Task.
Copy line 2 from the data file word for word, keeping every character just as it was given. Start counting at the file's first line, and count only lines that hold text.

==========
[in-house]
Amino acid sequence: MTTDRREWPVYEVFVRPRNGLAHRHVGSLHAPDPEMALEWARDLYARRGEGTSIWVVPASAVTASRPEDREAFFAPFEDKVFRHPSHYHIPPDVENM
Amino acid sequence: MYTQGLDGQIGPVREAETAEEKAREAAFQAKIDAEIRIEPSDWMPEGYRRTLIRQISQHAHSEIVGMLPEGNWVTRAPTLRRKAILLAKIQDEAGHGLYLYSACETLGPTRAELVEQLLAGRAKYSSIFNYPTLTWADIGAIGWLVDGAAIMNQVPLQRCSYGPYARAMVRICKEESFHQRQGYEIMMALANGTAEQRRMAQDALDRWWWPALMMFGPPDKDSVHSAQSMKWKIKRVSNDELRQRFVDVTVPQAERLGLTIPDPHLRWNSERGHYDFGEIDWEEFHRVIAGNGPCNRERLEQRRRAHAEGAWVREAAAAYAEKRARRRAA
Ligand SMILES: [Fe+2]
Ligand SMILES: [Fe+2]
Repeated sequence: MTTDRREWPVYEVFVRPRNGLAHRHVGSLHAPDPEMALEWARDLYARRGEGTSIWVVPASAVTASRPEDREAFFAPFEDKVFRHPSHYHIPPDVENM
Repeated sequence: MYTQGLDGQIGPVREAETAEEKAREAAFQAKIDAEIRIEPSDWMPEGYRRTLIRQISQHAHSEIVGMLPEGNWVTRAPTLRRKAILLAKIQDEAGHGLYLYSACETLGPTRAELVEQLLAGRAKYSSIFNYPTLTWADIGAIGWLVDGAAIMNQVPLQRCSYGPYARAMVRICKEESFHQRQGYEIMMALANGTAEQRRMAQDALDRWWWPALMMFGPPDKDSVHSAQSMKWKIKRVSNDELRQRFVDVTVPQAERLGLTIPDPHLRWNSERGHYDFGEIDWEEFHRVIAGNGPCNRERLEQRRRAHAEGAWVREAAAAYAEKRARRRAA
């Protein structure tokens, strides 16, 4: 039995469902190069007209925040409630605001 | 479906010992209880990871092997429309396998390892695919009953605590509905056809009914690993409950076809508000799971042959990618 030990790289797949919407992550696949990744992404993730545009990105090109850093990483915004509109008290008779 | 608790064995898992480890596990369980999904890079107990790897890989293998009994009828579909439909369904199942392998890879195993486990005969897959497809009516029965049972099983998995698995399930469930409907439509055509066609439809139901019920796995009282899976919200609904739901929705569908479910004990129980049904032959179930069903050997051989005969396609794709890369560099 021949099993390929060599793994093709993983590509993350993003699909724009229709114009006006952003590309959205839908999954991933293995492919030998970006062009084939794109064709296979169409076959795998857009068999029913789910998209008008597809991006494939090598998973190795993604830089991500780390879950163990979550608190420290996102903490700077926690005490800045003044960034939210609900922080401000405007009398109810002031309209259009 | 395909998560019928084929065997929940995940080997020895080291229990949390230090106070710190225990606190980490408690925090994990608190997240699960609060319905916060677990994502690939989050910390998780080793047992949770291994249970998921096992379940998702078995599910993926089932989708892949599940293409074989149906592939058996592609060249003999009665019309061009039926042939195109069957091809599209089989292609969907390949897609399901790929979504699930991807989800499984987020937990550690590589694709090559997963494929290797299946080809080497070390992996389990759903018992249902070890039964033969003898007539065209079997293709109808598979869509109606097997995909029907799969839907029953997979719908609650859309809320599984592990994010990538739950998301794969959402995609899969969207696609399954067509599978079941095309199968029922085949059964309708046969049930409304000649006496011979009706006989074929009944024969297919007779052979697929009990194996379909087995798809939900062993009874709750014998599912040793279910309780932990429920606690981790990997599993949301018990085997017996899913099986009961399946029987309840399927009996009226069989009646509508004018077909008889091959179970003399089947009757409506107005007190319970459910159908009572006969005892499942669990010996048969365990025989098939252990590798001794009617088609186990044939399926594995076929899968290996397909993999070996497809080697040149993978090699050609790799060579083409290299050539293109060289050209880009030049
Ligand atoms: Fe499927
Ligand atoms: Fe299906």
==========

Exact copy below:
Amino acid sequence: MTTDRREWPVYEVFVRPRNGLAHRHVGSLHAPDPEMALEWARDLYARRGEGTSIWVVPASAVTASRPEDREAFFAPFEDKVFRHPSHYHIPPDVENM